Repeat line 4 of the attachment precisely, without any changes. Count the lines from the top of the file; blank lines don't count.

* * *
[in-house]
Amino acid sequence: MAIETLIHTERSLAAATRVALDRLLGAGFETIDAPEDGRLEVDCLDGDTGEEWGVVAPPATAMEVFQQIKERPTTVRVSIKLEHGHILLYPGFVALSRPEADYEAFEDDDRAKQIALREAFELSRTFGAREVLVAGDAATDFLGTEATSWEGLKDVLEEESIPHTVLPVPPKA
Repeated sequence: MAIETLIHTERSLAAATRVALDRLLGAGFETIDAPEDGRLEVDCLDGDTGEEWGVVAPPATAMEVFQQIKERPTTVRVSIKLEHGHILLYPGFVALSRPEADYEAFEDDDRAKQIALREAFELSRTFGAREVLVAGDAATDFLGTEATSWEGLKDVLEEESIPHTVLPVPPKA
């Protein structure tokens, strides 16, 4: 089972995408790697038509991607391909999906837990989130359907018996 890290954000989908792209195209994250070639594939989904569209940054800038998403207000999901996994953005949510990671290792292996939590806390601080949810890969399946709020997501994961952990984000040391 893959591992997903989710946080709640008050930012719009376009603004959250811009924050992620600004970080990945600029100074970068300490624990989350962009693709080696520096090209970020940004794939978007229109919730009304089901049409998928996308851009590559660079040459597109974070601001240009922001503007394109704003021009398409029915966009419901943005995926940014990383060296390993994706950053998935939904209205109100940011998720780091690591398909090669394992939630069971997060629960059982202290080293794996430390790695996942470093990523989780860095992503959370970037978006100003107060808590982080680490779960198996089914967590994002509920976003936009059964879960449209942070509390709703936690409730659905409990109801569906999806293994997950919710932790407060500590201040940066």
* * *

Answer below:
């Protein structure tokens, strides 16, 4: 089972995408790697038509991607391909999906837990989130359907018996 890290954000989908792209195209994250070639594939989904569209940054800038998403207000999901996994953005949510990671290792292996939590806390601080949810890969399946709020997501994961952990984000040391 893959591992997903989710946080709640008050930012719009376009603004959250811009924050992620600004970080990945600029100074970068300490624990989350962009693709080696520096090209970020940004794939978007229109919730009304089901049409998928996308851009590559660079040459597109974070601001240009922001503007394109704003021009398409029915966009419901943005995926940014990383060296390993994706950053998935939904209205109100940011998720780091690591398909090669394992939630069971997060629960059982202290080293794996430390790695996942470093990523989780860095992503959370970037978006100003107060808590982080680490779960198996089914967590994002509920976003936009059964879960449209942070509390709703936690409730659905409990109801569906999806293994997950919710932790407060500590201040940066």